Several more weeks went by. Kristin Chenoweth’s season 1 arc had come and gone, Idina was on her way out, and I was feeling pretty good about making it all the way to season 2. Almost done! Kind of!

But then tragedy struck. In one quick lightning bolt of a moment, while I was watching arguably the show’s most gloriously arranged cover— a duet of “Poker Face” between Lea Michele and Idina— I said out loud, “It’s so funny that Rachel doesn’t even know about Wicked in this universe.” And then I remembered.

Not only does Rachel Berry know about Wicked. Oh, no. There’s an entire episode dedicated to an impending diva-off that would see Rachel and Kurt Hummel battling each other in song to vie for a coveted Sectionals solo. The song, you ask? “Defying Gravity.” Ever heard of it??

This is when my spiral got out of control. If Kristin-Chenoweth-as-April-Rhodes appears before and interacts with the Glee kids in episode 5, then they all sing “Defying Gravity” in episode 9, then Idina Menzel-as-Shelby-Corcoran appears in episode 14, who are we to believe the Glee kids think originated the roles of Glinda and Elphaba? Or perhaps the more accurate question is who did originate the roles of Glinda and Elphaba in the Glee universe? Who won the Best Actress Tony that year? Who’s on the cast recording? And furthermore, why isn’t every single kid at McKinley High like, “OH MY GOD YOU LOOK EXACTLY LIKE KRISTIN CHENOWETH/IDINA MENZEL!” the moment they lay their nerdy lil theater kid eyes upon the respective women? Of all that has happened on Glee, my friends, this discrepancy is the most unforgivable oversight.

But that’s not where it ends. Oh, no no no. There’s more. Let’s say we’re willing to forgive this simultaneous merging of/erasure of fictional universes (which I am not, clearly). In episode 16, April Rhodes returns to announce that she’s gotten sober and is headed to New York to launch the first all-white production of The Wiz (which is…I can’t even begin to go into the racial politics of Glee, but let’s all just agree that it is categorically Bad™).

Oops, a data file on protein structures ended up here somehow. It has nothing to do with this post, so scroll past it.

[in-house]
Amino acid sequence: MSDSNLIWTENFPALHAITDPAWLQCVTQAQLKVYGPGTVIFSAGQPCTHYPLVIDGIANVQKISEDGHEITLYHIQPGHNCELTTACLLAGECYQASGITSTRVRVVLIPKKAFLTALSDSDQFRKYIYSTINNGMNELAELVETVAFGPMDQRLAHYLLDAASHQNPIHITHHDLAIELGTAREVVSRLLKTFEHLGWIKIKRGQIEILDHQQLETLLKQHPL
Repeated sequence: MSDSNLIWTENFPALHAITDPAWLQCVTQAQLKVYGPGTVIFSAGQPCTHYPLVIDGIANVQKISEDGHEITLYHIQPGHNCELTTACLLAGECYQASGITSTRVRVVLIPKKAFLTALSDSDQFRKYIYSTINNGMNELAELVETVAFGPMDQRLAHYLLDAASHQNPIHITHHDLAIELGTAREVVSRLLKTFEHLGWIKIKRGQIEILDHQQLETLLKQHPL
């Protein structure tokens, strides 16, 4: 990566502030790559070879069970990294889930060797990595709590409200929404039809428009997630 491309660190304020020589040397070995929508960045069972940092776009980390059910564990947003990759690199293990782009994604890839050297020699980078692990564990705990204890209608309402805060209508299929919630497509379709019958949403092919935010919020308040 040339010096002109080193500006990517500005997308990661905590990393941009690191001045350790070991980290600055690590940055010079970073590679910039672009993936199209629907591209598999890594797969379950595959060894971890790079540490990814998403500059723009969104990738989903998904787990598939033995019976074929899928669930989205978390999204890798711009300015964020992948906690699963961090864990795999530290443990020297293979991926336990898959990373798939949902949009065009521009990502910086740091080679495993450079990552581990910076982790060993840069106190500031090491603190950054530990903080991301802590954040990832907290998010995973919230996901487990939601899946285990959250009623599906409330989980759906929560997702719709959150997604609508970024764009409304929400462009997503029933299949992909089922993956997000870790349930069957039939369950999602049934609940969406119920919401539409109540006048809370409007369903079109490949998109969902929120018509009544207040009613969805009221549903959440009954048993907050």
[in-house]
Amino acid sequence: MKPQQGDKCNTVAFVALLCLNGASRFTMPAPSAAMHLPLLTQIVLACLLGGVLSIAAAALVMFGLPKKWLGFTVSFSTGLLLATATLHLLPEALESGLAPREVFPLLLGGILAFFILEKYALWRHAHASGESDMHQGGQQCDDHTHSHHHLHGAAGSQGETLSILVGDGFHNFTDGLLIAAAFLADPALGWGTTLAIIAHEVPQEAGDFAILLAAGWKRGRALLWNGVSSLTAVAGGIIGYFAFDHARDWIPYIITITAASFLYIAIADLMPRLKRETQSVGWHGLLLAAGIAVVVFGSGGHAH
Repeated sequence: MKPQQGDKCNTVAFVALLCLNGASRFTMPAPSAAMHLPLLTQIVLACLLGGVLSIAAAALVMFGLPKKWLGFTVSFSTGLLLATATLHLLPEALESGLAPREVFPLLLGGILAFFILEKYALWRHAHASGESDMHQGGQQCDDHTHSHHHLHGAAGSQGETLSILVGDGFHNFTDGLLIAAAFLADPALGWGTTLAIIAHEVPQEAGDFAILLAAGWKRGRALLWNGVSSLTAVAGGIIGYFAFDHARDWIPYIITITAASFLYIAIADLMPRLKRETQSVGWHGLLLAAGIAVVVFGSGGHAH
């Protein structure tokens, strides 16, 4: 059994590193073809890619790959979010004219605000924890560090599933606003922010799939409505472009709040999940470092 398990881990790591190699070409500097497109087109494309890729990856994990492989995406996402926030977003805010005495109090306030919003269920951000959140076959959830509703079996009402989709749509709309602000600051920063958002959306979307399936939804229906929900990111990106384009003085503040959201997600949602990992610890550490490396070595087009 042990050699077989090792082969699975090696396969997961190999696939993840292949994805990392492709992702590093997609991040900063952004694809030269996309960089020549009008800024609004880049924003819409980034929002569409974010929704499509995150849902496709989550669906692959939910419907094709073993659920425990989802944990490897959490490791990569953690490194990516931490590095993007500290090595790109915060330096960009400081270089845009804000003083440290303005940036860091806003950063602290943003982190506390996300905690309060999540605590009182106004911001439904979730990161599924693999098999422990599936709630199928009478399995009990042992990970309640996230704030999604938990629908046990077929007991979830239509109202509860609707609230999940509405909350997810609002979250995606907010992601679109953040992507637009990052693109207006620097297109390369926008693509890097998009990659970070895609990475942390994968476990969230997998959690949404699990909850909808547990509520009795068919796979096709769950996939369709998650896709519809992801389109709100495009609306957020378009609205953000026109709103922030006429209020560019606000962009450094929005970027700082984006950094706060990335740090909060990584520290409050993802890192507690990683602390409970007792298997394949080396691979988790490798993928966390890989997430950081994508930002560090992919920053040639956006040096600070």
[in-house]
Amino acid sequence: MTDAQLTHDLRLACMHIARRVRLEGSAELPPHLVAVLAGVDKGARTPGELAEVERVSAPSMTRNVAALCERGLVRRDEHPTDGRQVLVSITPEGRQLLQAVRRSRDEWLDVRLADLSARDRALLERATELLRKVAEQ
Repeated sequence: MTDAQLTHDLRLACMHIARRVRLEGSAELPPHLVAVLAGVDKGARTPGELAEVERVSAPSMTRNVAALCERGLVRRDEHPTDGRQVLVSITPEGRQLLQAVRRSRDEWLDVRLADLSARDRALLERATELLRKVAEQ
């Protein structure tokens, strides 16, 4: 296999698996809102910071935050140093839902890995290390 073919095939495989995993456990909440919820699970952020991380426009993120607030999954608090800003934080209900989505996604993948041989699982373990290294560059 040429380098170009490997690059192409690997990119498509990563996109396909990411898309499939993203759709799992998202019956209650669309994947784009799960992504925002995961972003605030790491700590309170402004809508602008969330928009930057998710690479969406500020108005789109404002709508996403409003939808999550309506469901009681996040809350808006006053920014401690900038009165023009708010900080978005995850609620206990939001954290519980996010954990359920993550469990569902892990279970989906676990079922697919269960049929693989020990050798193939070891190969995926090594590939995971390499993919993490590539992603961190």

After her announcement, she brings down the house with her rendition of “Home,” at which point, my mind shot right into outer space and has since taken up permanent residence there. What we’re looking at, folks, is a bunch of theater-obsessed teenagers who love and have trained tirelessly to sing songs like, ohhh, I don’t know, “Defying Gravity” and who are now watching a woman who looks and sounds exactly like Kristin Chenoweth sing a song from another The Wizard Of Oz-reimagining. And none of them say a thing.

How am I to move on from this? How can I ever purge from my brain this cursed information, or perhaps more importantly, how do I conclusively stop my brain from caring about this and turning it into a curse upon myself? There’s no answer. Just like the Glee kids have to learn to accept their place within the social hierarchy of their high school in every episode until season 3 even though they are living their dreams of being performers and every time they perform in front of the school with the exception of the very first time, everyone cheers and screams and loves them, I must learn to stop trying to make this show make any sense at all. Its legacy is not its logicality. It is its theatricality.

And THAT’s what you missed on Glee.